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MineralMan Donating Member (1000+ posts) Send PM | Profile | Ignore Sun Apr-24-11 11:05 AM
Response to Reply #22
23. Really. Where can I buy some hot bulbs?
:rofl:
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madrchsod Donating Member (1000+ posts) Send PM | Profile | Ignore Sun Apr-24-11 11:02 AM
Response to Original message
21. no..it`s speculation based on greed
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DFW Donating Member (1000+ posts) Send PM | Profile | Ignore Sun Apr-24-11 12:43 PM
Response to Original message
26. There are several factors to consider. Gold is high, but not a bubble
Physical demand out of China and India is huge, and the amount being traded on paper is well above
the amount really available for delivery.

Yes, the dollar is in bad shape, but with Greece, Portugal, Ireland and Spain in worse shape, and
being essentially propped up by heavily burdened taxpayers in Germany and France, the euro is hardly
a safe haven either. Oil may look good now, and it's below its all-time high, but in summer 2008 they
all saw $200 oil by Christmas, too. You could have locked in positions at $40 that fall if you dared.

When a commodity has a big rise solidly in one direction, it's easy to be an expert, saying it will
rise further. I remember all the gold bugs in 1980 saying gold, then at $850, would hit $1000 an
ounce by 1981. I took almost 30 years for it to break $1000. Gold at $850 in 1980 was a really bad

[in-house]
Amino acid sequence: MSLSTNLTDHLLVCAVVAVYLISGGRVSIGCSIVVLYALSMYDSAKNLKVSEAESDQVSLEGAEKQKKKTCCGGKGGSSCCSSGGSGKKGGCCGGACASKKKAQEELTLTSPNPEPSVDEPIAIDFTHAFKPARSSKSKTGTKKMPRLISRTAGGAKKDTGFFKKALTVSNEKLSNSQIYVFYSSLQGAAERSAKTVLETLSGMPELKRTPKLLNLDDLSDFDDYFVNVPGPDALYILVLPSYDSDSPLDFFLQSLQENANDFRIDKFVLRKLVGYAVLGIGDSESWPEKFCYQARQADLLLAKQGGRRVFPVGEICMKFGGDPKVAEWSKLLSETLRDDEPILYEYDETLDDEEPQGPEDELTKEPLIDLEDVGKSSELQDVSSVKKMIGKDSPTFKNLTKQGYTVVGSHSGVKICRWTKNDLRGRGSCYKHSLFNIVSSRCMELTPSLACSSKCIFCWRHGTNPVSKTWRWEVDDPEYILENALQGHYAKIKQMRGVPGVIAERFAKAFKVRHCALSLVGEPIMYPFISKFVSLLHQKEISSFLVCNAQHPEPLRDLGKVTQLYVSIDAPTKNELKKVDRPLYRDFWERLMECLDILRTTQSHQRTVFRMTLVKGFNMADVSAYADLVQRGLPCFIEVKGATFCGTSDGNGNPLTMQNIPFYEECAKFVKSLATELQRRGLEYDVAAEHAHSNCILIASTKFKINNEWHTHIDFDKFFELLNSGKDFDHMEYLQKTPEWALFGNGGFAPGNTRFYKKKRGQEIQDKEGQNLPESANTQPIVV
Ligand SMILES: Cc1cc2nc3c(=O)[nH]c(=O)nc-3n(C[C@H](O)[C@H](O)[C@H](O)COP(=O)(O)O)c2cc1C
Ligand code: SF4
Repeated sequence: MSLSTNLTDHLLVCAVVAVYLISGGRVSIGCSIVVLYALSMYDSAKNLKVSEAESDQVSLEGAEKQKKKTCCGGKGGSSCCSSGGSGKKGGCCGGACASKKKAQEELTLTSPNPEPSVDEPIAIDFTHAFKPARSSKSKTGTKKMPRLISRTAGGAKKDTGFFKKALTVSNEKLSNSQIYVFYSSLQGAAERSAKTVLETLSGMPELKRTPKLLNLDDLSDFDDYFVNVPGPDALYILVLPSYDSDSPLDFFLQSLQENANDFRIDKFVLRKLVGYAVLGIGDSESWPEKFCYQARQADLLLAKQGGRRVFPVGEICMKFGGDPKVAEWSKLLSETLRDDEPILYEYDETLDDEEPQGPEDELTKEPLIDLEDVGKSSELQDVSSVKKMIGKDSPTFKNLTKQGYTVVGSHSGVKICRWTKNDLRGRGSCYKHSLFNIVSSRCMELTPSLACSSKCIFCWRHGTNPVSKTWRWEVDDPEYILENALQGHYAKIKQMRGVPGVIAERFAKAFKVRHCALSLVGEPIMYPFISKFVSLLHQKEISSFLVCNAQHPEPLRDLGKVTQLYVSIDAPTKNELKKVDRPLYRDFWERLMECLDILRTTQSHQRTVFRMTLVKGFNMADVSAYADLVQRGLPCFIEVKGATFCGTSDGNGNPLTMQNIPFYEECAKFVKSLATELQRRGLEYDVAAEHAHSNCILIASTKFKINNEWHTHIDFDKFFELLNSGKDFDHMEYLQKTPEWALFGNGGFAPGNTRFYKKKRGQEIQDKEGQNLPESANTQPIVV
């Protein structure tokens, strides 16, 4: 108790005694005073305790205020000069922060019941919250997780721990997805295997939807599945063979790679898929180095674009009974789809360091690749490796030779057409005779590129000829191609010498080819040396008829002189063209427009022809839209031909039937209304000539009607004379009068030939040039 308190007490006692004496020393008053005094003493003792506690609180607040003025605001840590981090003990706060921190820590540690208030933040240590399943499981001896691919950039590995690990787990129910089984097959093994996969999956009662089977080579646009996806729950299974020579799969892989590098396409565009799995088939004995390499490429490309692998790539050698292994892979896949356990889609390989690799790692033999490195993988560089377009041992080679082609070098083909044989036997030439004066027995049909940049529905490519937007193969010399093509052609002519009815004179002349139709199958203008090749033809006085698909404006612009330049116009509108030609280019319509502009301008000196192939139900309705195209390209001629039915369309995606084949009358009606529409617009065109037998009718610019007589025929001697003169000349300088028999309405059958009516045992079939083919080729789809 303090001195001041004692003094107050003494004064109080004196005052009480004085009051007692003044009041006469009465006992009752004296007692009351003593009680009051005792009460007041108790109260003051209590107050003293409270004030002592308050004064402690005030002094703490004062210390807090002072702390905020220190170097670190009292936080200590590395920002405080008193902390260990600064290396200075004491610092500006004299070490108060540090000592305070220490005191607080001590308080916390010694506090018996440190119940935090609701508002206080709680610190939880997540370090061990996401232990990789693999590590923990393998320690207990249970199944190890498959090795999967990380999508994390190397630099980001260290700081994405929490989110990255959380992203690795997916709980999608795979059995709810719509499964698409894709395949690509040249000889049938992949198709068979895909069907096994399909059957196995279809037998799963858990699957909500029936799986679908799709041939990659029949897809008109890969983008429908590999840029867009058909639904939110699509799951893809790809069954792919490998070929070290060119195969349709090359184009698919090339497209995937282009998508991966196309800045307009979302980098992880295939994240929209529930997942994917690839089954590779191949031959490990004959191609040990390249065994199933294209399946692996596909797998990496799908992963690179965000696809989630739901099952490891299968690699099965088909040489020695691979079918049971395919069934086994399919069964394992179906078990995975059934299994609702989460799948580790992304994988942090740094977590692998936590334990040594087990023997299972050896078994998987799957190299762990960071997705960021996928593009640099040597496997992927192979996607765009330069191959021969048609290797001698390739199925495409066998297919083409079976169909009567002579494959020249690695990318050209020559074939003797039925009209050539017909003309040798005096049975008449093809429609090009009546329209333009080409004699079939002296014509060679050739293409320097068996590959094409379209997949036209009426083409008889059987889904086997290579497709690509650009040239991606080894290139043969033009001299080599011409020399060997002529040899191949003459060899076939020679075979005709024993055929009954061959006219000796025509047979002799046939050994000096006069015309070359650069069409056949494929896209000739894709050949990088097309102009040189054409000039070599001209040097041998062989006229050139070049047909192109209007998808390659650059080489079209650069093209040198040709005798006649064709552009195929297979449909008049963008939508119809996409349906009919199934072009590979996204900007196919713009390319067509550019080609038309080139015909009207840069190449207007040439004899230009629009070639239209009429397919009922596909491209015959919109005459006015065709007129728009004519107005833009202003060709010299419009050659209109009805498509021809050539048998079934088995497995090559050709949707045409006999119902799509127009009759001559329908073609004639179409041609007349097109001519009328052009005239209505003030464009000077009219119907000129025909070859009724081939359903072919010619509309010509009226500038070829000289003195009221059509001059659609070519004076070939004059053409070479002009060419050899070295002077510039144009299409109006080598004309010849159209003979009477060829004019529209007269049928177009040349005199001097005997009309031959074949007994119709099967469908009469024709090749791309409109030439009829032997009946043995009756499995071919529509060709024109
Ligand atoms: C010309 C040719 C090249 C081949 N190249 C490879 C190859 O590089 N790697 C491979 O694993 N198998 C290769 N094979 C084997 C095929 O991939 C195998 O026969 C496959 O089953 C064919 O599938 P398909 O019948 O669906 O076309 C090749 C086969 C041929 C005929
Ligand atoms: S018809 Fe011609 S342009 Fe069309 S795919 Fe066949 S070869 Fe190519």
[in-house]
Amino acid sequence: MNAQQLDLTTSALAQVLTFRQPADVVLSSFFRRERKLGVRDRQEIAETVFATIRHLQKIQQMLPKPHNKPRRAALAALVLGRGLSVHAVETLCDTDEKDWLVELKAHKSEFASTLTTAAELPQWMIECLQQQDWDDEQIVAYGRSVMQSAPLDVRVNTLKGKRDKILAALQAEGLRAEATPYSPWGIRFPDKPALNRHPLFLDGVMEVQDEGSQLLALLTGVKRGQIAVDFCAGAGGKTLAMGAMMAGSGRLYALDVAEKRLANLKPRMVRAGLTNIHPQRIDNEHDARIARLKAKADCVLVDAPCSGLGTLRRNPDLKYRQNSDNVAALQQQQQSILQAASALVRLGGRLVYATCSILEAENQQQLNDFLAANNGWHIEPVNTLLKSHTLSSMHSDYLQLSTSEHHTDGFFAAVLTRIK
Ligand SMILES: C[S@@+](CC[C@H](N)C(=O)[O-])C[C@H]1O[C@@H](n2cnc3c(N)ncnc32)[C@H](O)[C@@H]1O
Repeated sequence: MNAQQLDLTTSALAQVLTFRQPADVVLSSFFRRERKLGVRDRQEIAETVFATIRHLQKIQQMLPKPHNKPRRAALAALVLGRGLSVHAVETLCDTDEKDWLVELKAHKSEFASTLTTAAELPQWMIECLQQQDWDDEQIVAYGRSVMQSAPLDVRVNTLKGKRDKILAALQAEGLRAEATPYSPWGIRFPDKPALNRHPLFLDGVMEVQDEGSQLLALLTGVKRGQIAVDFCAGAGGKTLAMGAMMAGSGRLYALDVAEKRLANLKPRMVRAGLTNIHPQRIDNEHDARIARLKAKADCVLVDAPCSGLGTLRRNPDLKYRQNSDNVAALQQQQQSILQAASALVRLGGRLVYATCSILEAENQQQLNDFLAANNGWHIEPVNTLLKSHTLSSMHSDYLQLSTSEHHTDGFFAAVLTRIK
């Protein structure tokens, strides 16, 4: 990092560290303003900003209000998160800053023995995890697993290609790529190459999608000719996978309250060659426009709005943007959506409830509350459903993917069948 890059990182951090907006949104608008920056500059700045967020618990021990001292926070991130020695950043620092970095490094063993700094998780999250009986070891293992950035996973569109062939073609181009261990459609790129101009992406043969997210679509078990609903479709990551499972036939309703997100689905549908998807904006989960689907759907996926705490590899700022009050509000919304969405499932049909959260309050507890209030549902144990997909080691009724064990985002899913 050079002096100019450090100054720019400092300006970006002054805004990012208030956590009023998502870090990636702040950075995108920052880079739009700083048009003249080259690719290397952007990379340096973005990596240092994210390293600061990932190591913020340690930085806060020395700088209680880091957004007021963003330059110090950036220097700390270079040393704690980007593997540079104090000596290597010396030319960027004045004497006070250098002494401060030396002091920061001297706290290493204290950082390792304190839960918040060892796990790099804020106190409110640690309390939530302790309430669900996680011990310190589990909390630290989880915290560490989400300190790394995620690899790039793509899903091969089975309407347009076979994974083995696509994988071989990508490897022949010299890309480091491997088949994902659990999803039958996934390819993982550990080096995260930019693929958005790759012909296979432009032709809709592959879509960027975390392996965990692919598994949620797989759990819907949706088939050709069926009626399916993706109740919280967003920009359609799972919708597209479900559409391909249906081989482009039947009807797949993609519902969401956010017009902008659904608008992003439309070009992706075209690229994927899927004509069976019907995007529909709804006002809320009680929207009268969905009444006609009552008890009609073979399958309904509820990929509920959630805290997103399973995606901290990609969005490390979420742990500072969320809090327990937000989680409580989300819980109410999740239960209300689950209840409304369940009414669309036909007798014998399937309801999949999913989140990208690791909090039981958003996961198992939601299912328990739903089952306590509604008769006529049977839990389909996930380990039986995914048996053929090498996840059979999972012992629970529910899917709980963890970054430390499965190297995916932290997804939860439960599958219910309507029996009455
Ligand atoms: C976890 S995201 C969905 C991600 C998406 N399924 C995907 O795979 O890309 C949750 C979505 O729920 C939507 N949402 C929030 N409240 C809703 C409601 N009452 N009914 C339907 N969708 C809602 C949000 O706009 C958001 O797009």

investment. Factoring in inflation, gold is still way below its 1980 high. In 1980, putting your cash in
a savings account and waiting for Jobs and Gates to take Apple and Microsoft public--now THERE would have
been an investment!!

In summary--beware of jumping on a bandwagon after it is overloaded. It will slow down sooner rather than
later. I bought some gold with a small unexpected windfall in 2004 because I was sure Cheneybush would
ruin our economy and currency. Gold was around $425 then. When Clinton left office, gold was under $300.
It hit $1000 for the first time in March 2008, Cheneybush's last year. Don't look for it to double from
that level too soon, much less from the current level.

It could be called a bubble, but that's too simple. Granted, you can't eat it, heat your house with it, or
make your car run with it. But that's only looking at things from Mr. Spock's point of view. Logic doesn't
always govern people's actions (just witness the 2010 midterms for proof of that). Besides, different from
tulips or even Las Vegas real estate, gold is always liquid, always salable at a fair market price. So even
if it declines from where one bought it, there is always a worldwide market where one can dump it for cash
of some sort. It won't become worthless overnight, or drop 50% overnight either. It can be bought in small
units, so that an investor can add to or sell whatever bits of his gold holdings for cash that he wants or
needs. Just make sure you don't buy from a Goldline/Glenn Beck ad, selling you junk gold coins at an 80% premium
over the gold spot price. Anything over a 10% premium for any non-numismatic gold investment is a huge premium
these days. There ARE collector coins that have bigger premiums that are worth buying, but if you know
nothing about them, and don't know anyone who does, don't get involved.
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roamer65 Donating Member (1000+ posts) Send PM | Profile | Ignore Sun Apr-24-11 08:36 PM
Response to Original message
30. Rampant monetary inflation is the reason for high gold.
Gold isn't going up. One ounce is still one ounce. The dollar is going down against that one ounce.

The Fed is simply creating too many dollars.